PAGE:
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This research project focuses on the role of the Hùng king’s legend in Vietnamese identity formation and national establishment, which demonstrates the common tendency of using ideological tools in the making of a homogeneous nation.
The image of Hùng kings as founders of the “nation” has been utilized by Vietnamese authorities to influence Vietnamese people’s self-identification and origin awareness during the struggle for independence and communist ideology propaganda in the 20th century. To create a national identity and provide a convincing reason for the conception of Vietnam as a nation, Vietnamese authorities have portrayed Hùng kings as the founding fathers of the “nation”. The official admission of Hùng kings as primitive ancestors of all “Vietnamese people” has also equated the Kinh ethnic group with the Vietnamese people, thereby establishing the discourse of Vietnam as a homogeneous nation while negating and confusing the unique identities of the 54 different ethnic groups who currently inhabit Vietnam’s territory.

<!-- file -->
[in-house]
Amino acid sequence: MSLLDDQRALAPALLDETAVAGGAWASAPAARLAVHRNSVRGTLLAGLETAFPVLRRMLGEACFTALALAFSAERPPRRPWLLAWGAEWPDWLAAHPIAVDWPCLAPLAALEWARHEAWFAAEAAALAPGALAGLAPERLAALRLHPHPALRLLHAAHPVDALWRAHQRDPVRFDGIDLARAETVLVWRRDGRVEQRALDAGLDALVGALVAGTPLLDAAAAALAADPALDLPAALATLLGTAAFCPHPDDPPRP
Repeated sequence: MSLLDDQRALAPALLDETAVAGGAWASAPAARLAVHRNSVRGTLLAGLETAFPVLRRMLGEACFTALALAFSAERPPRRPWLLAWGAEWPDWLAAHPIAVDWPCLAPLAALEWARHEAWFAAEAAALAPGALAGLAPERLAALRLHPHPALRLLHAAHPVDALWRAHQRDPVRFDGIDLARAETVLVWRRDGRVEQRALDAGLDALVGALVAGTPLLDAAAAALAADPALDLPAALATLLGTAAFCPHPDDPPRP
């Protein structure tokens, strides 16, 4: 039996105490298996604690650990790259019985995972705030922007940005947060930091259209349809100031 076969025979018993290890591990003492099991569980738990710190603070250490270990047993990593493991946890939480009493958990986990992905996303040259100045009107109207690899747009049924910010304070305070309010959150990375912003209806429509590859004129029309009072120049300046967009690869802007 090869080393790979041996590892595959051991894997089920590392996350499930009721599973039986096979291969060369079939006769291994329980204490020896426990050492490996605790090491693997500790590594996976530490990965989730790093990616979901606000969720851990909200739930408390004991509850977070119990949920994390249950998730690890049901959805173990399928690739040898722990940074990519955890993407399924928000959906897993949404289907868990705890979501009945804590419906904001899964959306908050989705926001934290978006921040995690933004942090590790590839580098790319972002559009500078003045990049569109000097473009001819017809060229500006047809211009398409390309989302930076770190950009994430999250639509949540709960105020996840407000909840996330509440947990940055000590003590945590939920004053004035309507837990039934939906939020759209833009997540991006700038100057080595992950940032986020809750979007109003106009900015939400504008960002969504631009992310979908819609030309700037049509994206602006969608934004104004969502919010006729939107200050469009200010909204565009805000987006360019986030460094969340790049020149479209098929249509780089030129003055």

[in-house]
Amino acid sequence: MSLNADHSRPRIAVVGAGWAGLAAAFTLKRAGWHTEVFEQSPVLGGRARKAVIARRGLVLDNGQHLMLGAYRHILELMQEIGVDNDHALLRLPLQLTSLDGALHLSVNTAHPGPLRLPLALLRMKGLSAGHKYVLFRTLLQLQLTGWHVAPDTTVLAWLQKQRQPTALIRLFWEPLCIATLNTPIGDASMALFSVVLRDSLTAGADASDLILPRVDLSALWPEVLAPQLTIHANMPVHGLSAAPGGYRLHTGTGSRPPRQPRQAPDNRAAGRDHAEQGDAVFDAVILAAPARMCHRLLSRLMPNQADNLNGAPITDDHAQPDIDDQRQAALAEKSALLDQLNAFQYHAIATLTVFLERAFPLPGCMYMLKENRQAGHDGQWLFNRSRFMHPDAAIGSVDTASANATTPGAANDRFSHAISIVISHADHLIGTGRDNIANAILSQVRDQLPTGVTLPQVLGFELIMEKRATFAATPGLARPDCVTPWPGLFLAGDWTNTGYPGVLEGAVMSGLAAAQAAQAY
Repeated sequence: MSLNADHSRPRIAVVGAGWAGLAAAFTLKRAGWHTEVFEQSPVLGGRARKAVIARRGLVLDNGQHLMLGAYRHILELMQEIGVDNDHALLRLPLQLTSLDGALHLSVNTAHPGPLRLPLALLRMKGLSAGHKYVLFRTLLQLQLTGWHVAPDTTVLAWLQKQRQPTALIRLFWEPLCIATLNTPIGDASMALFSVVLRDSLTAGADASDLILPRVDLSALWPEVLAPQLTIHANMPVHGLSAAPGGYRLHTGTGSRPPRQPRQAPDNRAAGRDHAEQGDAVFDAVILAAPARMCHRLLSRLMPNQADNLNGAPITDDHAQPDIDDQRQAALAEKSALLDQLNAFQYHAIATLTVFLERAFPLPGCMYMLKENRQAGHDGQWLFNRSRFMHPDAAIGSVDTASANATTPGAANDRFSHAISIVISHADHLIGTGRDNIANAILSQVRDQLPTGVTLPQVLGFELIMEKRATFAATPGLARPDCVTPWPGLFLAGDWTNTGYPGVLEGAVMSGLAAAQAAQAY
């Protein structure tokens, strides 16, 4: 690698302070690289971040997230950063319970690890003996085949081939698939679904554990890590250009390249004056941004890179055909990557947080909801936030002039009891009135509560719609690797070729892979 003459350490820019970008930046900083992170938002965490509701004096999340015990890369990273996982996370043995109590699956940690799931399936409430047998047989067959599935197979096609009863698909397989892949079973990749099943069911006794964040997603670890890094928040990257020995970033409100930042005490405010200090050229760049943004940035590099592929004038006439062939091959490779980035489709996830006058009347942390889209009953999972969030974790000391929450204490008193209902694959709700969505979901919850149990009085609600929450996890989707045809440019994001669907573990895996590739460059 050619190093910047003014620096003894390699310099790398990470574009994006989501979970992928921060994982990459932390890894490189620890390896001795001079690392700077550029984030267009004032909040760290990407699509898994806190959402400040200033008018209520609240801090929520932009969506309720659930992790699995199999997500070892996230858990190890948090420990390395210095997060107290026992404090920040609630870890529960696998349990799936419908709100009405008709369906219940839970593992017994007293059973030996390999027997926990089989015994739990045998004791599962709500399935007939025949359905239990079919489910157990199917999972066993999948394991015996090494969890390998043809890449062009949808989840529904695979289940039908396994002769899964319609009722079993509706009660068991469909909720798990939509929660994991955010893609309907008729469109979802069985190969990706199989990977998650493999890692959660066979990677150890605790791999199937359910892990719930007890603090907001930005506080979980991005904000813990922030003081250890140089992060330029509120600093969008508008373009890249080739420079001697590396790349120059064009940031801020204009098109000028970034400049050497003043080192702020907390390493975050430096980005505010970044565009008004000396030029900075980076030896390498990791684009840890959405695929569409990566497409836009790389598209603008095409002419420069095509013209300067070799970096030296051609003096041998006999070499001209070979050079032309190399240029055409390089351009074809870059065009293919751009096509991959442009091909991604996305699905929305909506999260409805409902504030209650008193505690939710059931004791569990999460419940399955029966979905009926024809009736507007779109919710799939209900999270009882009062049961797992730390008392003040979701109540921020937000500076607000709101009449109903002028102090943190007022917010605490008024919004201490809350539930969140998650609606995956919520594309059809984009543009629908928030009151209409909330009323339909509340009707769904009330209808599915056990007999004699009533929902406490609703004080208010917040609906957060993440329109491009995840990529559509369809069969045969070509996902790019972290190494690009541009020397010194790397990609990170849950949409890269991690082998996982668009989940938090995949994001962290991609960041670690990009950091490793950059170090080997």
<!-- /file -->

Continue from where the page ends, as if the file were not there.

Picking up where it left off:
This interaction between political power and national identity, which I called the “politics of identity” starting from August 1945 Revolution until now, has had widespread political and cultural ramification. It has led to: a concept of Vietnam as a homogeneous nation, a description of Vietnam as one geographically and culturally unified nation, a degree of xenophobia, and the assimilation of Vietnam's minorities and majority ethnic group. And because the regime’s role is not strong enough to exploit local values in social administration, these local values become reinterpreted, and incorporated into other tendencies of identity politics.